When the Official Secrets Act was waived for Bletchley Park veterans, he became an early and active member of the Society, helping to record memories and raise funds to preserve the site. He won a specially designed unique Fabergé brooch (with hidden secrets) in the very first fund raising raffle: but even that remained confidential. Kenny, usually with Zena, made numerous visits to Bletchley Park, the last in 2016 accompanied by his son and grandson. He is commemorated on the Codebreakers Wall and leaves a huge collection of memorabilia and books about the secret - or undocumented - aspects of World War II.

Until 2019 he was still mobile, going into town a couple of times a week to get fresh food and more importantly to bump into old friends and hear the latest news and have a drink with friends of all ages.

On Saturday August 15, 2020, aged 95, Kenny was presented with the British Legion’s Victory 75 coin and letter of commendation by the Lord Lieutenant of the Western Isles, Donald Martin, and the secretary of the British Legion, Donnie Maciver, for his contribution to the Allied war effort during World War II.

Speaking to the presentation party, Kenny said he could not speak about what he had done during the war – or if he did, he would have to kill them.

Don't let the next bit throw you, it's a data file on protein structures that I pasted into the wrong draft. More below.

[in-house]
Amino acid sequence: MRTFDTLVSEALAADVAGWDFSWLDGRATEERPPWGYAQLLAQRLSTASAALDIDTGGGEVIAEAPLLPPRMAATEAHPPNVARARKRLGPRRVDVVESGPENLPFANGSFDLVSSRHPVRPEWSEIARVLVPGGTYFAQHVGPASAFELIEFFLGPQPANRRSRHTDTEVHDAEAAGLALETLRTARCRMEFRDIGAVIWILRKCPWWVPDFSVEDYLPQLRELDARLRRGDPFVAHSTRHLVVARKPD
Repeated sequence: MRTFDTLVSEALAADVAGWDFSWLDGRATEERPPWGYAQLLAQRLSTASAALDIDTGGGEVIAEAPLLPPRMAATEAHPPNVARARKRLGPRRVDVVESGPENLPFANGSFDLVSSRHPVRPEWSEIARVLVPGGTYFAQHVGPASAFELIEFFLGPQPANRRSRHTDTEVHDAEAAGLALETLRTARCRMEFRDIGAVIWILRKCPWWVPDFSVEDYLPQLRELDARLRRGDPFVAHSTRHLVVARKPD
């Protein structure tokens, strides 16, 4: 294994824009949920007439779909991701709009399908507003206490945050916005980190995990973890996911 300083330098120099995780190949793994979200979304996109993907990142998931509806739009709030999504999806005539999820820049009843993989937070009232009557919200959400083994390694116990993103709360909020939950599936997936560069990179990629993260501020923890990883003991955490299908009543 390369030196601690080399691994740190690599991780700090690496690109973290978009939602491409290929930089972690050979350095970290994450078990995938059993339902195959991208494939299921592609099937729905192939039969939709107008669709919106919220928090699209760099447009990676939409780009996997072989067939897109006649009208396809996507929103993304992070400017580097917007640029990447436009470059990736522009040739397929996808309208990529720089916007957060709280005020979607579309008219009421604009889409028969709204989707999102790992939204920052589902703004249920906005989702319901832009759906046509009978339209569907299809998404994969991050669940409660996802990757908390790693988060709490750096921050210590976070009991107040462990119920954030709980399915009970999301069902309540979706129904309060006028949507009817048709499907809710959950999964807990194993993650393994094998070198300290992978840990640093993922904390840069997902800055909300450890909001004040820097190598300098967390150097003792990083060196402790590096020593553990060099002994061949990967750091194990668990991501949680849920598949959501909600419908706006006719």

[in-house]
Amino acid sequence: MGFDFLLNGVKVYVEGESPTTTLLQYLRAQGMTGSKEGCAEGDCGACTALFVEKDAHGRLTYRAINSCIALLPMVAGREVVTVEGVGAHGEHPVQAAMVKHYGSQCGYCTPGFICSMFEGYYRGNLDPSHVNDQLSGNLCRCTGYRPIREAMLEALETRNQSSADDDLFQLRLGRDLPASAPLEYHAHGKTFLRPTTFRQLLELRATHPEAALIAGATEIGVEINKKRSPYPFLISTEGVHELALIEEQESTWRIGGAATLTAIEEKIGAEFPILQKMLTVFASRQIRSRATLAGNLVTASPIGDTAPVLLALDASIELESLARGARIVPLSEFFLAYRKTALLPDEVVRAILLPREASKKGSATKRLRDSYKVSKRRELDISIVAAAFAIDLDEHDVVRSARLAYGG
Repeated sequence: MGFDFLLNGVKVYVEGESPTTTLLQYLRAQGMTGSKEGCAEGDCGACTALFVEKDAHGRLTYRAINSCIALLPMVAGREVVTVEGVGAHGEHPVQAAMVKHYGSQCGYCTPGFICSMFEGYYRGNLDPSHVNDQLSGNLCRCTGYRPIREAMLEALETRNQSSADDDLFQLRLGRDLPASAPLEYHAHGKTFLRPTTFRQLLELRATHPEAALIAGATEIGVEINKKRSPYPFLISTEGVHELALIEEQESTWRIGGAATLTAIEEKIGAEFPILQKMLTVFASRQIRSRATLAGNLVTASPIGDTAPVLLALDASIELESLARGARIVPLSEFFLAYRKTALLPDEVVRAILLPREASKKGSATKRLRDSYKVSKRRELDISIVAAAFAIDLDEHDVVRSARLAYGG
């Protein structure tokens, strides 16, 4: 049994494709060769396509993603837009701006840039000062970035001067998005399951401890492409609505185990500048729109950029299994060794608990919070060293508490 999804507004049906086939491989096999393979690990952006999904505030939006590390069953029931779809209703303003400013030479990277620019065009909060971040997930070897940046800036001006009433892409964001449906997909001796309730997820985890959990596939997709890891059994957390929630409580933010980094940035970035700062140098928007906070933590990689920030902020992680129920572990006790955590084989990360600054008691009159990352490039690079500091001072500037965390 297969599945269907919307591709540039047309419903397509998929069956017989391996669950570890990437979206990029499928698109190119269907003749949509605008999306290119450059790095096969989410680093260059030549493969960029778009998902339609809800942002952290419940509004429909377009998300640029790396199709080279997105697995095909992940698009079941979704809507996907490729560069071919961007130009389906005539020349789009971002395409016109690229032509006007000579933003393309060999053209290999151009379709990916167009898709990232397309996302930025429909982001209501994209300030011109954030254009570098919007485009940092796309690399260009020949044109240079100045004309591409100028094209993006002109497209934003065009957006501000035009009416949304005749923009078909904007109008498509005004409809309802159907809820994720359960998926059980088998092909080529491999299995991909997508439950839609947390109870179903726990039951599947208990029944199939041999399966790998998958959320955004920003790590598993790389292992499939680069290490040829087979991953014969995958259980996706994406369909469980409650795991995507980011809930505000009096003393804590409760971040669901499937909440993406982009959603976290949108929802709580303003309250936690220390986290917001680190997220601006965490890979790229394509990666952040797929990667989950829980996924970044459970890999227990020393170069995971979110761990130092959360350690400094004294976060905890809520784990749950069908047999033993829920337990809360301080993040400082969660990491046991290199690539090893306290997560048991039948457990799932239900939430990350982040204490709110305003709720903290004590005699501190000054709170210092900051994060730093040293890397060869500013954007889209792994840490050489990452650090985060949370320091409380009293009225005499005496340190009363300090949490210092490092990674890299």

The presentation was a replacement event for what was due to be a full ceremonial occasion in Edinburgh in May last year, as Donnie Maciver explained. He said: “The British Legion asked late last year if we had a veteran able to travel to Edinburgh for VE day, where Kenny was due to be treated to three nights in a hotel, wined and dined and to participate in a parade.  All that went by the board due to Covid-19, but we recently learned there was to be a presentation of a commemorative coin and letter and we arranged for that presentation to take place here in Stornoway.”

Lord Lieutenant Donald Martin, who presented Kenny with his award, said Kenny had “a most distinguished record of service during the Second World War, serving with the Royal Signals Security Service, stationed at Bletchley Park, where he is commemorated on the Code Breakers’ Wall, as well as serving at Arkley, Forfar and Egypt.

“To commemorate his service towards the Allied war effort during the Second World War, Kenny was awarded the Legion’s anniversary coin. It was a proud moment for him, and for Donnie and I, to be able to present the award and to express our thanks to him for his part in serving King and country.”

Kenny, whose funeral was on June 9, is survived by Zena, who is in Dun Eisdean, his three children and their families. His younger sister Catriona is in care in Ayr.

(This tribute has created from earlier published memories and reports, with thanks to Sandy Matheson, Angus Nicolson, and Andrew Sim.)